The peasants in this video believe the woman is a witch. Why? “She looks like one.”
This, however, is not good enough for the knight, Sir Bedevere, a man of science. He proposes a simple way to determine her guilt.
What do the people do with witches? Burn them.
And what burns, other than witches? Wood.
Well then, why do witches burn? Because they’re made of wood.
How do we find out, then, if she is made of wood?
Does wood sink in water? No, it floats.
What else floats in water? A duck.
If she weighs the same as a duck, she’s made of wood.
And if she’s made of wood, she is therefore a witch.
1. All witches are things that can burn.
2. All things that can burn are made of wood.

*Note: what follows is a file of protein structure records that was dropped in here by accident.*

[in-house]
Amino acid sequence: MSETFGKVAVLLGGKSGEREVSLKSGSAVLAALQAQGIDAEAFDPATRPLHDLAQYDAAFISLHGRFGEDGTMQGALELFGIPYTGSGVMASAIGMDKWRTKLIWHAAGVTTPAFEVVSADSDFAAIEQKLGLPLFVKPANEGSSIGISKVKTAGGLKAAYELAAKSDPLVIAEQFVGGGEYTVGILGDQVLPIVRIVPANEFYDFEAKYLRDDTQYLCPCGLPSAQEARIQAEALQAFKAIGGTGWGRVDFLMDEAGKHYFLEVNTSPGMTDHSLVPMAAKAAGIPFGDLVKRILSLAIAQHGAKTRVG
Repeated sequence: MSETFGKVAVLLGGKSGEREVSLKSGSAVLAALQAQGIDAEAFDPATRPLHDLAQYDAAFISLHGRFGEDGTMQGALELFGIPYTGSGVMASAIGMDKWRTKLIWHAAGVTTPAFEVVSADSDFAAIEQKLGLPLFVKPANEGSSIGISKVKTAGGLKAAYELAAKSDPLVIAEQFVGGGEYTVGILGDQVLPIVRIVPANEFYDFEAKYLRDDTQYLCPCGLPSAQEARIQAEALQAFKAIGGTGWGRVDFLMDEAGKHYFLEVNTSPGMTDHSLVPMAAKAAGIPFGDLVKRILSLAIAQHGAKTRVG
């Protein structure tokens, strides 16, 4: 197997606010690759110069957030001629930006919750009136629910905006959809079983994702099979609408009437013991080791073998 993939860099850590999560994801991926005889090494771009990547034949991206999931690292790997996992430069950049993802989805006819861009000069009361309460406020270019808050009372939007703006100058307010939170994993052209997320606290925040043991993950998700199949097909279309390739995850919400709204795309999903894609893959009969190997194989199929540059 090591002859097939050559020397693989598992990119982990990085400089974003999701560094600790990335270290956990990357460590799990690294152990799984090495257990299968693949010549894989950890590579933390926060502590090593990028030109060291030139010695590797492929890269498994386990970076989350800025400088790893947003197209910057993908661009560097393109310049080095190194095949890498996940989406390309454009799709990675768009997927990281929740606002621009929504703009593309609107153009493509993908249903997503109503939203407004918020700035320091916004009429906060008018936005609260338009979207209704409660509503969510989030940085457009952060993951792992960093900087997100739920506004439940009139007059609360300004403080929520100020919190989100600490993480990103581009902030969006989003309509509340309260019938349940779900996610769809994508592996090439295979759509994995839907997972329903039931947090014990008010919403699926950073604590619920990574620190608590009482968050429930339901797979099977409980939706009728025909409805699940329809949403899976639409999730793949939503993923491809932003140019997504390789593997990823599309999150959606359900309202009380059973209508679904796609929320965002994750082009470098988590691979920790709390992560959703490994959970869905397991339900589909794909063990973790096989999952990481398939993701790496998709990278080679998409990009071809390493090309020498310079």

3. Therefore, all witches are made of wood. (1 & 2)
4. All things that are made of wood are things that can float.
5. All things that weigh as much as a duck are things that can float.
6. So all things that weigh as much as a duck are things that are made of wood. (4 & 5)
7. Therefore, all witches are things that weigh as much as a duck. (3 & 6)
8. This thing is a thing that weighs as much as a duck.
9. Therefore, this thing is a witch. (7 & 8)
There are many ways that these premises are invalid and this argument unsound, which have been further deconstructed here. But even at a glance, we know that not everything that burns is made of wood, weighing the same as a duck does not guarantee flotation, etc.
In the Monty Python world, this kind of logic exists often. It helps to introduce the type of humour used in Python as well as how ridiculous they can be. I find Monty Python’s use of humour to be quite entertaining and effective.